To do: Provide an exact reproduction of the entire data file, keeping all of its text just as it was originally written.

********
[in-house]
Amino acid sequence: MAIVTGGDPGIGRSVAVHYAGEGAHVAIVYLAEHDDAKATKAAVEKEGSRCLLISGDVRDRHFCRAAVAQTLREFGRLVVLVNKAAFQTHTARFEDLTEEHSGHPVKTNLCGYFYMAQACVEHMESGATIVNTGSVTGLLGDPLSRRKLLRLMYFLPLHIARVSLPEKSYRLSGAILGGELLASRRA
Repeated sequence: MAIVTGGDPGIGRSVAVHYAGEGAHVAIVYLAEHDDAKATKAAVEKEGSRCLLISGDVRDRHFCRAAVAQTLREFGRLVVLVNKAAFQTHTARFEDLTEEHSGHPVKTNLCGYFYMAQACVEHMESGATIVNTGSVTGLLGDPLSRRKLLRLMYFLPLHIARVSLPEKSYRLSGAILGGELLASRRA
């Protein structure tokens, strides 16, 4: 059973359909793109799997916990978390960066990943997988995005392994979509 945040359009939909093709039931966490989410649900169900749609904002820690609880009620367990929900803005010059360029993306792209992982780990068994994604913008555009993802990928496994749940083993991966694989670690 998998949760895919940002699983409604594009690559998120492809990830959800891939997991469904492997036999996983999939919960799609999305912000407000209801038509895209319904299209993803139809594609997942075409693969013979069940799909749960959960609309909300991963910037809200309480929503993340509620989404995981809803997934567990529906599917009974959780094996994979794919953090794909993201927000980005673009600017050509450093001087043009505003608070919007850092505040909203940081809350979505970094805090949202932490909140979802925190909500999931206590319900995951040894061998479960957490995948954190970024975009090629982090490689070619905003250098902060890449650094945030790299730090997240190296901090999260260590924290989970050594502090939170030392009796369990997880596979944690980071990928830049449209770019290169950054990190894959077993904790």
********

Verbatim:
[in-house]
Amino acid sequence: MAIVTGGDPGIGRSVAVHYAGEGAHVAIVYLAEHDDAKATKAAVEKEGSRCLLISGDVRDRHFCRAAVAQTLREFGRLVVLVNKAAFQTHTARFEDLTEEHSGHPVKTNLCGYFYMAQACVEHMESGATIVNTGSVTGLLGDPLSRRKLLRLMYFLPLHIARVSLPEKSYRLSGAILGGELLASRRA
Repeated sequence: MAIVTGGDPGIGRSVAVHYAGEGAHVAIVYLAEHDDAKATKAAVEKEGSRCLLISGDVRDRHFCRAAVAQTLREFGRLVVLVNKAAFQTHTARFEDLTEEHSGHPVKTNLCGYFYMAQACVEHMESGATIVNTGSVTGLLGDPLSRRKLLRLMYFLPLHIARVSLPEKSYRLSGAILGGELLASRRA
């Protein structure tokens, strides 16, 4: 059973359909793109799997916990978390960066990943997988995005392994979509 945040359009939909093709039931966490989410649900169900749609904002820690609880009620367990929900803005010059360029993306792209992982780990068994994604913008555009993802990928496994749940083993991966694989670690 998998949760895919940002699983409604594009690559998120492809990830959800891939997991469904492997036999996983999939919960799609999305912000407000209801038509895209319904299209993803139809594609997942075409693969013979069940799909749960959960609309909300991963910037809200309480929503993340509620989404995981809803997934567990529906599917009974959780094996994979794919953090794909993201927000980005673009600017050509450093001087043009505003608070919007850092505040909203940081809350979505970094805090949202932490909140979802925190909500999931206590319900995951040894061998479960957490995948954190970024975009090629982090490689070619905003250098902060890449650094945030790299730090997240190296901090999260260590924290989970050594502090939170030392009796369990997880596979944690980071990928830049449209770019290169950054990190894959077993904790």